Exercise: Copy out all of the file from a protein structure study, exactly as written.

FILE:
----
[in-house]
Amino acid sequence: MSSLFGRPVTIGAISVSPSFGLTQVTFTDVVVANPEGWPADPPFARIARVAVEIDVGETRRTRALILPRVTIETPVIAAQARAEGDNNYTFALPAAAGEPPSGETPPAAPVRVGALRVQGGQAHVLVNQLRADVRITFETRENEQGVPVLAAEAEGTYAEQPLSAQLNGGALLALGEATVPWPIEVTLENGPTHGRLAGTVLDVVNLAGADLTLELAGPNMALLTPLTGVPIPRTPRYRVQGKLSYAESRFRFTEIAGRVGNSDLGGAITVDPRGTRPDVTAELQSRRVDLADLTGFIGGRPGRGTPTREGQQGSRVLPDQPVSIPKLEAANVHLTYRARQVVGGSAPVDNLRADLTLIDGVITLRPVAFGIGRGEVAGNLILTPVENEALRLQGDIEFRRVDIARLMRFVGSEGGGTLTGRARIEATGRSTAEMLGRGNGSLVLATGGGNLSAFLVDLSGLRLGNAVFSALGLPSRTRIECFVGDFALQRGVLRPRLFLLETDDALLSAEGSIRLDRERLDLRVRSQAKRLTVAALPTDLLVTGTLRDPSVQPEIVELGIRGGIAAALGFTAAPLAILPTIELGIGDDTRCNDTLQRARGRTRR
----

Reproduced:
[in-house]
Amino acid sequence: MSSLFGRPVTIGAISVSPSFGLTQVTFTDVVVANPEGWPADPPFARIARVAVEIDVGETRRTRALILPRVTIETPVIAAQARAEGDNNYTFALPAAAGEPPSGETPPAAPVRVGALRVQGGQAHVLVNQLRADVRITFETRENEQGVPVLAAEAEGTYAEQPLSAQLNGGALLALGEATVPWPIEVTLENGPTHGRLAGTVLDVVNLAGADLTLELAGPNMALLTPLTGVPIPRTPRYRVQGKLSYAESRFRFTEIAGRVGNSDLGGAITVDPRGTRPDVTAELQSRRVDLADLTGFIGGRPGRGTPTREGQQGSRVLPDQPVSIPKLEAANVHLTYRARQVVGGSAPVDNLRADLTLIDGVITLRPVAFGIGRGEVAGNLILTPVENEALRLQGDIEFRRVDIARLMRFVGSEGGGTLTGRARIEATGRSTAEMLGRGNGSLVLATGGGNLSAFLVDLSGLRLGNAVFSALGLPSRTRIECFVGDFALQRGVLRPRLFLLETDDALLSAEGSIRLDRERLDLRVRSQAKRLTVAALPTDLLVTGTLRDPSVQPEIVELGIRGGIAAALGFTAAPLAILPTIELGIGDDTRCNDTLQRARGRTRR